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Female infant burial sheds more light on Mesolithic Europe

The earliest documented burial of an infant girl in Europe gives us glimpses into burial practices and female personhood in the early Mesolithic period.


An international team of researchers supported by the EU-funded SUCCESS, RESOLUTION and HIDDEN FOODS projects recently discovered the earliest documented burial of a female infant in Europe. The 10 000-year-old burial provides valuable insight into the mortuary practices of prehistoric hunter-gatherers from the early Mesolithic period. Burial practices provide an understanding of the beliefs and structure of past societies. According to the study published in the journal ‘Scientific Reports’, many cultures delayed recognising infants and young children as individual people, “holding them in a liminal state of humanity.” The funerary treatment of young children tells us who was acknowledged as a person, as having the attributes of an individual and as being part of a group. This burial therefore shows us that even infant girls were recognised as full persons in this Mesolithic society. The burial was found in a cave in Liguria, north-western Italy, and included at least 66 ornamental shell beads, 4 pendants and an eagle-owl talon alongside the infant girl’s remains. These artefacts suggest “significant material and emotional investment in the child’s interment,” according to the study. Many of the ornaments showed significant wear, indicating that they had been worn by group members who then passed them on to the infant girl nicknamed Neve. “There’s a decent record of human burials before around 14,000 years ago,” states the study’s co-lead author Assoc. Prof. Jamie Hodgkins of the University of Colorado Denver (CU Denver) in an article posted on the ‘SciTechDaily’ website. “But the latest Upper Paleolithic period and earliest part of the Mesolithic are more poorly known when it comes to funerary practices. Infant burials are especially rare, so Neve adds important information to help fill this gap.” “The Mesolithic is particularly interesting,” adds co-lead author Assoc. Prof. Caley Orr, also from CU Denver. “It followed the end of the final Ice Age and represents the last period in Europe when hunting and gathering was the primary way of making a living. So it’s a really important time period for understanding human prehistory.”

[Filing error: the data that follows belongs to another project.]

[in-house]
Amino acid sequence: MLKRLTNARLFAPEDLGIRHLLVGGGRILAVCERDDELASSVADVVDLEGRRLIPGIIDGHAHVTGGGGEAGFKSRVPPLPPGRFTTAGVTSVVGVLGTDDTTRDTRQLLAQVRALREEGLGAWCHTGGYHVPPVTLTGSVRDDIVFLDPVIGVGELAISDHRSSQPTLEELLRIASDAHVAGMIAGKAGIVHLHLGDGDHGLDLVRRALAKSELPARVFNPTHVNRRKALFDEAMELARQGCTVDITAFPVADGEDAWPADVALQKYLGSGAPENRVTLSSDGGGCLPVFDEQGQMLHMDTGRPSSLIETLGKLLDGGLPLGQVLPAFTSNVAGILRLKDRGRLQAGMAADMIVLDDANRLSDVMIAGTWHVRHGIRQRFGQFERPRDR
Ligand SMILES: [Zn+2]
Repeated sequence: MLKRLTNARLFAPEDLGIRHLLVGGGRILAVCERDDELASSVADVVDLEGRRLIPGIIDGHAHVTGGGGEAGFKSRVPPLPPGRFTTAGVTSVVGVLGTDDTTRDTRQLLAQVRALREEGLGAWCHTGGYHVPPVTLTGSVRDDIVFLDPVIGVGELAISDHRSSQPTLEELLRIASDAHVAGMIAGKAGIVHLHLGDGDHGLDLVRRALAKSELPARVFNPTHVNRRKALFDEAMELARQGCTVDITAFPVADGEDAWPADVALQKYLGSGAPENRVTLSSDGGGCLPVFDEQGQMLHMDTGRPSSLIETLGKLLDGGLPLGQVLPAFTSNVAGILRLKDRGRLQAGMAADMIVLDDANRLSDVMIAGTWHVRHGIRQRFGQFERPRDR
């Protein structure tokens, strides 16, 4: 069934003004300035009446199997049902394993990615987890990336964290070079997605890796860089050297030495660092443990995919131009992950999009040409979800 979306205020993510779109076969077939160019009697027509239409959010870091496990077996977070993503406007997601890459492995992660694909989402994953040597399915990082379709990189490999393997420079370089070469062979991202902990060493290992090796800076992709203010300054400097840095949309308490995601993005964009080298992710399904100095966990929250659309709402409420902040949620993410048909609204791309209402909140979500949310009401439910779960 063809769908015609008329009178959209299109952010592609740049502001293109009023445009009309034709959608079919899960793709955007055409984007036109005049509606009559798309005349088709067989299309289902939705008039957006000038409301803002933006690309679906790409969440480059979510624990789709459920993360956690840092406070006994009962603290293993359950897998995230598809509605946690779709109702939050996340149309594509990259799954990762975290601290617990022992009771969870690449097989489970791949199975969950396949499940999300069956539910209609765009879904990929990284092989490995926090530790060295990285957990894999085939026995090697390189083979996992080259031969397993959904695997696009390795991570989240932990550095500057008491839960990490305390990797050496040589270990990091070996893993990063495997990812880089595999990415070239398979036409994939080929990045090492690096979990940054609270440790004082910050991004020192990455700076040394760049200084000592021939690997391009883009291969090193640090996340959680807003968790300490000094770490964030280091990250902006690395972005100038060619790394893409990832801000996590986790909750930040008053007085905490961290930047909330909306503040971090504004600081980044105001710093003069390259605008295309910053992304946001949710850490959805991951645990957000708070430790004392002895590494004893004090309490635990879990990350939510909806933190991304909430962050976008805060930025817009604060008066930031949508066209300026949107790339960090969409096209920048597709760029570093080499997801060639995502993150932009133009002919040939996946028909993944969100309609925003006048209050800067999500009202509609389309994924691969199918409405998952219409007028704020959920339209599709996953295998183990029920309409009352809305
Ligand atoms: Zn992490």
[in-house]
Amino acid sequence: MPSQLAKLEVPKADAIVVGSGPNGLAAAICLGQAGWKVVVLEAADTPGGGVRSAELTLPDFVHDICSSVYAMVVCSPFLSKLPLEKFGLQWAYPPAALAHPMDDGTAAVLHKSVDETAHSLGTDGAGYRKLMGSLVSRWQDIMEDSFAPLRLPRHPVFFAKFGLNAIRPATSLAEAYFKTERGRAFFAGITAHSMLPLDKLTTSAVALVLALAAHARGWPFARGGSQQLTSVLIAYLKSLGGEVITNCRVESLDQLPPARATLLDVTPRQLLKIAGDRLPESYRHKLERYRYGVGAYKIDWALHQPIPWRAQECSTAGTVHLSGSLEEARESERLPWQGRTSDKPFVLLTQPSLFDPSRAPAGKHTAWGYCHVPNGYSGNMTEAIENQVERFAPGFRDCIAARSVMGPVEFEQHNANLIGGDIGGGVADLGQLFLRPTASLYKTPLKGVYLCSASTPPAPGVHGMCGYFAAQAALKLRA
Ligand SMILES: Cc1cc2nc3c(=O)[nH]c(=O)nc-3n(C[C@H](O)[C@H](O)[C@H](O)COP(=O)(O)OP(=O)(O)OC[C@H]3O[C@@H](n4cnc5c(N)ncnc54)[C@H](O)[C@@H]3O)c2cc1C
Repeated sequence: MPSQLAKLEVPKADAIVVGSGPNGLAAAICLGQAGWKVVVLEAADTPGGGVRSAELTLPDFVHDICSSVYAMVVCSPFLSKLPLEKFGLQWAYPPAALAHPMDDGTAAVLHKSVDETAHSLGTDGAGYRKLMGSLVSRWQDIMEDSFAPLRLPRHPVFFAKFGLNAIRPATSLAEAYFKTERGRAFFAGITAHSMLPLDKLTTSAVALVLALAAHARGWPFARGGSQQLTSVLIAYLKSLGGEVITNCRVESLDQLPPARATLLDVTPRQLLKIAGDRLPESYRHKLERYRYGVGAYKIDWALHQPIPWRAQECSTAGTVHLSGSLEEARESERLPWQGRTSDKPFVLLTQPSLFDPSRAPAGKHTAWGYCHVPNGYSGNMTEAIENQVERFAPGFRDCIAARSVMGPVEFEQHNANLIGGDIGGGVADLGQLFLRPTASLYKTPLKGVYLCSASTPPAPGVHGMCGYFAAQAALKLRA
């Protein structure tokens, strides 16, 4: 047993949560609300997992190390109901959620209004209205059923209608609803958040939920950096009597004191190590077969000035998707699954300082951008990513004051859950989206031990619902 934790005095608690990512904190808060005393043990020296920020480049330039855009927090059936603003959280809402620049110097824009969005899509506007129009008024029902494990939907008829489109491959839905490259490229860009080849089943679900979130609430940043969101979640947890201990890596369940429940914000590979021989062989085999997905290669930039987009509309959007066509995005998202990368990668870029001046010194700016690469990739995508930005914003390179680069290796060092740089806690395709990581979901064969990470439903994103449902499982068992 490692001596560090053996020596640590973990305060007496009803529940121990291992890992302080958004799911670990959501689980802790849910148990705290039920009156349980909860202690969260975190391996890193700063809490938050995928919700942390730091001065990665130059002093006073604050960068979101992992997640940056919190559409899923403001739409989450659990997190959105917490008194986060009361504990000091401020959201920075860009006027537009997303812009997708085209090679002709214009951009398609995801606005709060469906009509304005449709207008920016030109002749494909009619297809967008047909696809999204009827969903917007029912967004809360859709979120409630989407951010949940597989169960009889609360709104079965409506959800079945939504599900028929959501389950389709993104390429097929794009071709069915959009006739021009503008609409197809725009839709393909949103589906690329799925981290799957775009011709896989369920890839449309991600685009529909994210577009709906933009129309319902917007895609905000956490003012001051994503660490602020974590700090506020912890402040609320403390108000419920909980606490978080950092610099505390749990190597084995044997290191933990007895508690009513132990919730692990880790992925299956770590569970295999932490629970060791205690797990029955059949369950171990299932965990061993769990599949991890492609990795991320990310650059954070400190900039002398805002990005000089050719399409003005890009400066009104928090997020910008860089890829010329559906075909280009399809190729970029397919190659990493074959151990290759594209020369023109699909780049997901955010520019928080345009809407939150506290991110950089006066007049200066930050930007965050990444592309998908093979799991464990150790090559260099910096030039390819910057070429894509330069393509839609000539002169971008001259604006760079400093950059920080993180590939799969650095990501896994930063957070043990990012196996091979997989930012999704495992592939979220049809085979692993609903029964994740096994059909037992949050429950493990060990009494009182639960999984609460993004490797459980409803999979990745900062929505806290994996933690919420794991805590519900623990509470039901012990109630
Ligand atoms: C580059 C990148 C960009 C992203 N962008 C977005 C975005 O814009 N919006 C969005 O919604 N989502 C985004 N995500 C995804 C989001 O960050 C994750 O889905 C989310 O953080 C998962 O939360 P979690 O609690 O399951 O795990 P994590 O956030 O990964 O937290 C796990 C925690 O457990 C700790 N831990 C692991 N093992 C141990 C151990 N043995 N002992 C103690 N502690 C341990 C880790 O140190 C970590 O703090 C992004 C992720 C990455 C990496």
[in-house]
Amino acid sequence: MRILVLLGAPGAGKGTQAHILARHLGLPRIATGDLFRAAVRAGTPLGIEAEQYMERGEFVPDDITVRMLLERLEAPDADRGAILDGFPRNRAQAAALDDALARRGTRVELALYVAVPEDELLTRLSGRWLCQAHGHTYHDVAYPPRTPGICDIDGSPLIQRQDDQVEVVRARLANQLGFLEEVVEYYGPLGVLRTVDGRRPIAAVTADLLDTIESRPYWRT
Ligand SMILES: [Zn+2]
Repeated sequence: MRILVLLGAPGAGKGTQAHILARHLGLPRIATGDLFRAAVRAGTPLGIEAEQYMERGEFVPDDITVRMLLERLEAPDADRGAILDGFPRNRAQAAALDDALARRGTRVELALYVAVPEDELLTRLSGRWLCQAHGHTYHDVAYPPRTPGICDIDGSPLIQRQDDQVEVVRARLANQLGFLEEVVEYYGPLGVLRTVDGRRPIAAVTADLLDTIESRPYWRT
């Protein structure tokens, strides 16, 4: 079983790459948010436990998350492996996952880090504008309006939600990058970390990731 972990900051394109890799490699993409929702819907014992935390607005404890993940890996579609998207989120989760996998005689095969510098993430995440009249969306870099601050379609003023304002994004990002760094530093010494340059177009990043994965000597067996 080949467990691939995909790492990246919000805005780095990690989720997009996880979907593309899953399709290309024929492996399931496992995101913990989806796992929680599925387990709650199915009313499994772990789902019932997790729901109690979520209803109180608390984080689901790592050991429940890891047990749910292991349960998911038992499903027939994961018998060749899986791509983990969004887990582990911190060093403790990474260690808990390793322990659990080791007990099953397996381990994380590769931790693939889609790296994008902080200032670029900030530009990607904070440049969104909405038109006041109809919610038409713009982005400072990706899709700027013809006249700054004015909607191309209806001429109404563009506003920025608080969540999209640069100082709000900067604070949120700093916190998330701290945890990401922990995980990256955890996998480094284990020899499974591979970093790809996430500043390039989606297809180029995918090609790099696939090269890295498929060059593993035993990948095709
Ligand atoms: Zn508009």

Dental clues

Analyses of the infant’s teeth show that she was 40 to 50 days old when she died. Accentuated lines in the prenatal enamel reveal that either Neve or her mother experienced stress that halted the growth of her teeth 47 and 28 days before she was born. Further analyses of the infant’s teeth suggest that the pregnant mother had followed a land-based diet similar to late Upper Palaeolithic individuals from the area. “Right now, we have the oldest identified female infant burial in Europe,” notes Assoc. Prof. Hodgkins. “Archaeological reports have tended to focus on male stories and roles, and in doing so have left many people out of the narrative. Protein and DNA analyses are allowing us to better understand the diversity of human personhood and status in the past. Without DNA analysis, this highly decorated infant burial could possibly have been assumed male.” The SUCCESS (The earliest migration of Homo sapiens in Southern Europe: understanding the biocultural processes that define our uniqueness) and RESOLUTION (Radiocarbon, tree rings, and solar variability provide the accurate time scale for human evolution and geoscience) projects are hosted by the University of Bologna, Italy. HIDDEN FOODS (Plant foods in Palaeolithic and Mesolithic societies of SE Europe and Italy) was hosted by Sapienza University of Rome. For more information, please see: SUCCESS project website RESOLUTION project website HIDDEN FOODS project


SUCCESS, RESOLUTION, HIDDEN FOODS, burial, infant, Mesolithic, Europe

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